For the portion of your long-term savings allocated to low risk vehicles, CPF is a fantastic deal, truly. The world agrees with me, literally. If you want to allocate some or even much of your long-term savings in much riskier assets, that's often perfectly fine, especially when you're young and expect to have a long time horizon. But in my view such holdings shouldn't be 100% of your assets either, especially when CPF SA is paying yields that are comparable to far riskier investments.

Look, long-term saving for retirement really isn't complicated. University of Chicago professor Harold Pollack managed to put all the financial advice you really need on a postcard. His advice is geared to U.S. savers, but it can be applied elsewhere. CPF relates at least to points #1, #4, #6, #7, and #8 on his card. CPF is highly Singapore tax advantaged (#1, #6), steady enforced savings (#4), extremely low cost (#7), and looked after by a boring (that's good!) AAA rated government agency that isn't paid to peddle you crap investments (#8). There's a lot to love about CPF SA and its over 4% minimum yield. Most people just aren't that good, even with much riskier assets.

JR8, sorry, you're just crazy at this point. Yes, you can sell a Singapore government bond on the secondary market as I pointed out. But you're trying to argue that that then means CPF's over 4% minimum yield isn't attractive. WTF? There are also one year Singapore government bonds. You know what they pay? Just over 1%, also without inflation adjustment. (On average you lose money on a one year bond because inflation probably whacks all of that and a bit more away.) I picked the 10 year bond because I was trying to be really generous to those trying to argue that CPF isn't a great deal. For ex-PRs (except the Malaysian ones), CPF SA funds are paying over 4% minimum, adjusted for inflation, and instantly available for withdrawal with zero risk to principle. The closest match to that particular offer, still with some principle risk, is a Singapore government bond of the shortest term possible, and that's paying less than 1% nominal....

....But you think ex-PRs should routinely yank their funds from CPF? WTF? I don't get it. CPF is yielding 2 to 4 times what the general global public is willing to settle for when buying Singapore government debt, more than those multiples in real terms. I picked 2 times to be overly generous in my comparison, but by your own logic it's 4 times. Damn, that's a FANTASTIC DEAL. Clearly. It's like genuine Apple iPhones at half (or a quarter) the normal price, direct from Apple, with full warranties -- it's that good. Why on earth would your first instinct be to pull out of that deal? It makes no sense. It's just flat out financial malpractice if practiced generally.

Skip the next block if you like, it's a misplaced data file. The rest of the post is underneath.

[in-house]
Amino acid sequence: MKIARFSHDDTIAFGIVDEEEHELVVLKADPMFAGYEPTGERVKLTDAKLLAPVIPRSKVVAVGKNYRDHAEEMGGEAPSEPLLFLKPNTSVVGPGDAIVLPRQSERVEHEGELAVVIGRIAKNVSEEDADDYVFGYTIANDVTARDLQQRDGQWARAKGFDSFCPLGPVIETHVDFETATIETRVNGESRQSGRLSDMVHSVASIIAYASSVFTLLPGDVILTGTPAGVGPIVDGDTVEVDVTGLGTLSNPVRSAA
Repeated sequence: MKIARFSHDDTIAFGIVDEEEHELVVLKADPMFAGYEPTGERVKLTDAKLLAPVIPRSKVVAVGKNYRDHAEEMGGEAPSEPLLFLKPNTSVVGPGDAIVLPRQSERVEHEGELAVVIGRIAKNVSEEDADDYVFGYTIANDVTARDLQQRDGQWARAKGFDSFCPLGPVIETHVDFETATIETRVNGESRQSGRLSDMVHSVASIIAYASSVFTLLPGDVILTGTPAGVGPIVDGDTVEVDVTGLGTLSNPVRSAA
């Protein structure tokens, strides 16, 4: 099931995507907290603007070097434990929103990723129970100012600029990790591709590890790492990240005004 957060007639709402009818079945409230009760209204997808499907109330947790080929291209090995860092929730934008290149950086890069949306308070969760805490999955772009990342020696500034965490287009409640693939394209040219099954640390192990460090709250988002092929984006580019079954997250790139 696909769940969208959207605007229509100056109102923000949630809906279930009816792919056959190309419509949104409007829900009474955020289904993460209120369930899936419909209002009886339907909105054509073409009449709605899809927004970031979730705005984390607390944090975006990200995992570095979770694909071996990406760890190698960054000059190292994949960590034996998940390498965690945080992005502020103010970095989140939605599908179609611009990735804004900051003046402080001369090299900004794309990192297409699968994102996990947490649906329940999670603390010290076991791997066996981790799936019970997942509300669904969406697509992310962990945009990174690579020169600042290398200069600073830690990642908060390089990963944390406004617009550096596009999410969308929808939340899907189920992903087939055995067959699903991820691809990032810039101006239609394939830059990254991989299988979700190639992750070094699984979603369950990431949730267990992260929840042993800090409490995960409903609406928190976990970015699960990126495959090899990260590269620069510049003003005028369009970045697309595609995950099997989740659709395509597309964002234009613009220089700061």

Yes, portfolio diversification is important. Yes, if you need a kidney transplant to stay alive, and you have to pull out CPF funds to pay for it, do it. Yes, if you're a young person you should have some well diversified assets in riskier and potentially higher yielding vehicles. But, Good Lord, CPF SA is quite superb, and the world -- voting with their yen, euro, U.S. dollars, rupees, francs, and pounds -- agrees with me.

User avatar
JR8
Immortal
Immortal
Posts: 16514
Joined: Wed, 24 Mar 2010
Location: K. Puki Manis

Re: Withdrawal of CPF - Split from National Service Deferment Procedure in Singapore.

Postby JR8 » Mon, 21 Mar 2016 5:06 pm

Can you repeat the bits about how bond prices can go up and down, and about how CPF is really really REALLY good? :lol:
'Do it or do not do it: You will regret both' - Kierkegaard

User avatar
sundaymorningstaple
Moderator
Moderator
Posts: 34456
Joined: Thu, 11 Nov 2004
Location: Still Fishing!
Contact:

Re: Withdrawal of CPF - Split from National Service Deferment Procedure in Singapore.

Postby sundaymorningstaple » Mon, 21 Mar 2016 5:14 pm

Aren't SG Bonds a different kettle of fish than CPF? That's my understanding anyway.

BBCWatcher
Editor
Editor
Posts: 1035
Joined: Sun, 13 Sep 2015

Re: Withdrawal of CPF - Split from National Service Deferment Procedure in Singapore.

Postby BBCWatcher » Mon, 21 Mar 2016 8:09 pm

sundaymorningstaple wrote:Aren't SG Bonds a different kettle of fish than CPF?

Singapore Government Securities (government bonds) are available to the general public with no particular limits. However, what they tell you is how the global financial markets value Singapore dollar-denominated debt instruments, and that's very useful information to compare against CPF SA yields. That comparison clearly demonstrates that CPF SA yields are extraordinary, that the government is paying CPF fundholders well above the market rates on its general debt obligations. Ergo, CPF funds are definitely worthy of some respect in your long-term savings portfolio.